Weenies in Level Design
A fairly commonly used term in the field of level design is the “weenie” (also spelled “wienie”). Though few designers know of its origin: Walt Disney Imagineering.
Let’s take a brief look at where the term came from, how it’s applied in Disney’s theme park design and how we can apply those learnings to level design.
“Weenie” is a shortening of the word “wienerwurst” and refers to a hot dog-type sausage. Walt Disney observed how he could entice his dog to go wherever he wanted to by waving a sausage treat around. When explaining to his Disneyland designers how he wanted to guide visitors around the park by means of visual guidance, he coined the term “weenie”.
Jim Korkis (Disney Historian) states: “Over the decades, the company has referred to the concept as “the architectural visual icon that causes people to gravitate naturally toward a location”. Often Disney refers to it as just “a visual magnet.””
Weenies applied in Disney’s theme parks
Left: Sleeping Beauty Castle at Disneyland
Right: Symbolica at Efteling theme park
The first thing that comes to mind when I think about weenies is Sleeping Beauty Castle at the center of Disneyland. It’s an iconic landmark that immediately draws the eye when entering any of the Disney parks around the world and has inspired similar designs in other theme parks.
After the castle draws you into the main HUB (the center of the park), weenies are revealed all around you that guide you into one of themed sections of the park, such as the Mark Twain Riverboat with Big Thunder Mountain in the background, the Astro Orbiter and Space Mountain (see images below).
Smaller objects such as attraction posters also give the guests a glimpse of what is to come and entices them to further explore the park. In function those could also be construed to be weenies/visual magnets.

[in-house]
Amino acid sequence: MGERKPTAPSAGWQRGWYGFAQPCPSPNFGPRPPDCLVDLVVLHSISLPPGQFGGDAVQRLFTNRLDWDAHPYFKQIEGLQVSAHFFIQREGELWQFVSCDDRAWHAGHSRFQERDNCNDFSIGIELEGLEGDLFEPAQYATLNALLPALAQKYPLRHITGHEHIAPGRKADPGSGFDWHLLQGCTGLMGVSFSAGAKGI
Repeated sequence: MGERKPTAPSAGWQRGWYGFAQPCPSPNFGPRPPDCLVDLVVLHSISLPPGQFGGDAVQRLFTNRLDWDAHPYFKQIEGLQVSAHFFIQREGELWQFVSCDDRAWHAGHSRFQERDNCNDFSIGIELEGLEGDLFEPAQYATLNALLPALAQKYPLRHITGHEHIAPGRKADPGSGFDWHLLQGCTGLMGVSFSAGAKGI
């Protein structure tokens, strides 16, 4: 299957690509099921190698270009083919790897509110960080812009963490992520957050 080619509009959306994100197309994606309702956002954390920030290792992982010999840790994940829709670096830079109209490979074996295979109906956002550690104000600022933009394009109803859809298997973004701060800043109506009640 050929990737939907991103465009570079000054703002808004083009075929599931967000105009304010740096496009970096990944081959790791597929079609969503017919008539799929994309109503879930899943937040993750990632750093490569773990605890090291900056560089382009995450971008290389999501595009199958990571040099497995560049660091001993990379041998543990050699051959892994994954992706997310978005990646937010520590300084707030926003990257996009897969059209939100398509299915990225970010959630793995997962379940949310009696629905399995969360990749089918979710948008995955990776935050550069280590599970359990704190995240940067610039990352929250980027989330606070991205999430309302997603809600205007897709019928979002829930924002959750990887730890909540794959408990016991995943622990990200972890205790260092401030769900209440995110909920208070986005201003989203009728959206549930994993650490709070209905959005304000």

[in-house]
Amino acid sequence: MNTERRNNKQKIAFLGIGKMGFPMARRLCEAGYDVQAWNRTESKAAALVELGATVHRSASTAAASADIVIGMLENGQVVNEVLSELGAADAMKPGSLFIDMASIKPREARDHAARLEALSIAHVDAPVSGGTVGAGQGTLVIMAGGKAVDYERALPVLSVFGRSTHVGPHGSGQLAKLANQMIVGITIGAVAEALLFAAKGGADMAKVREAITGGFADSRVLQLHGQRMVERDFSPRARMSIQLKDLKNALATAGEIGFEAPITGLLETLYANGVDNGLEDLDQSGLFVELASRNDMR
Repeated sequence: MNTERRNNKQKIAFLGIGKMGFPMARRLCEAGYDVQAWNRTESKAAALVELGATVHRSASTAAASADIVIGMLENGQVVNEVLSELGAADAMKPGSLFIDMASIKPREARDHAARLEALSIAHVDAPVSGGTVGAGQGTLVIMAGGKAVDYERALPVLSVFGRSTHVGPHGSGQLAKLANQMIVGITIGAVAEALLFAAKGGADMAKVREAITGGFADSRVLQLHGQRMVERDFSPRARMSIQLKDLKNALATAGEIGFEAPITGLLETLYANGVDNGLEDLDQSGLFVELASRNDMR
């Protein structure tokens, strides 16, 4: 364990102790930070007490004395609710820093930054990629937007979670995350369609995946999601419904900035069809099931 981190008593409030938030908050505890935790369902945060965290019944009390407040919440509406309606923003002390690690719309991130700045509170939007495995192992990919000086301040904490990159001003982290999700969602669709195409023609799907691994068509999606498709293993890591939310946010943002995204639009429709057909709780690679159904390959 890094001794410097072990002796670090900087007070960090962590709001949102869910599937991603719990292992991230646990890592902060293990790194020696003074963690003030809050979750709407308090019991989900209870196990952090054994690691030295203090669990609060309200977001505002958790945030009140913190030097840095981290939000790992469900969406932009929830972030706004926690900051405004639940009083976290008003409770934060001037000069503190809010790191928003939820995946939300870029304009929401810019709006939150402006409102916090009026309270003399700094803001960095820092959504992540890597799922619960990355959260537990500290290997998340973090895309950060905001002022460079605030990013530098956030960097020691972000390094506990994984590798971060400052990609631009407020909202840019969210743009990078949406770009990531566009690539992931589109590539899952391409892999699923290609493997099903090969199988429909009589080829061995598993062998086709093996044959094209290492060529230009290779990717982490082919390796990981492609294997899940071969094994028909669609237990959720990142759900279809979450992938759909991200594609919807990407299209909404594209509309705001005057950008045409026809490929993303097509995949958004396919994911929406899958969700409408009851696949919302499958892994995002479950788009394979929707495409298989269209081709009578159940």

Attraction posters in Disneyland
They key function of all those weenies is to draw guests in and guide them from area to area. This spreads the visitors through the park but also excites them and makes every short distance traveled feel like an adventure rather than a chore.
Why use weenies?
Getting the player to a specific point
A well-made weenie will act as a ‘visual magnet’ for your player. Though it’s not guaranteed that a player will follow your set-out path, it highly increases the chances. This gives you more control in crafting an ‘ideal experience’, especially useful in open world games or larger game spaces in a more linear game.
You may have various reasons for wanting to guide players to or through specific areas in your level, for example:
An NPC is located here that the player must talk to in order to continue the main story line
An important item can be found here that’s needed to progress to other areas or complete side-quests on the way
A HUB containing shops, storage space, crafting benches or other useful amenities can be found here
In an MMO it can naturally gather players in a certain spot, which allows them to trade, talk & team up
Scripted sequences can be really cool but are resource intensive. When you can’t populate your entire world with those, at least you can increase the chances of your players coming across them. Ideally you can trigger those along a clearly defined path towards a weenie.
Getting a glimpse of something wonderful or intriguing not only guides you in that direction, but also helps building anticipation, which makes the pay-off so much more rewarding.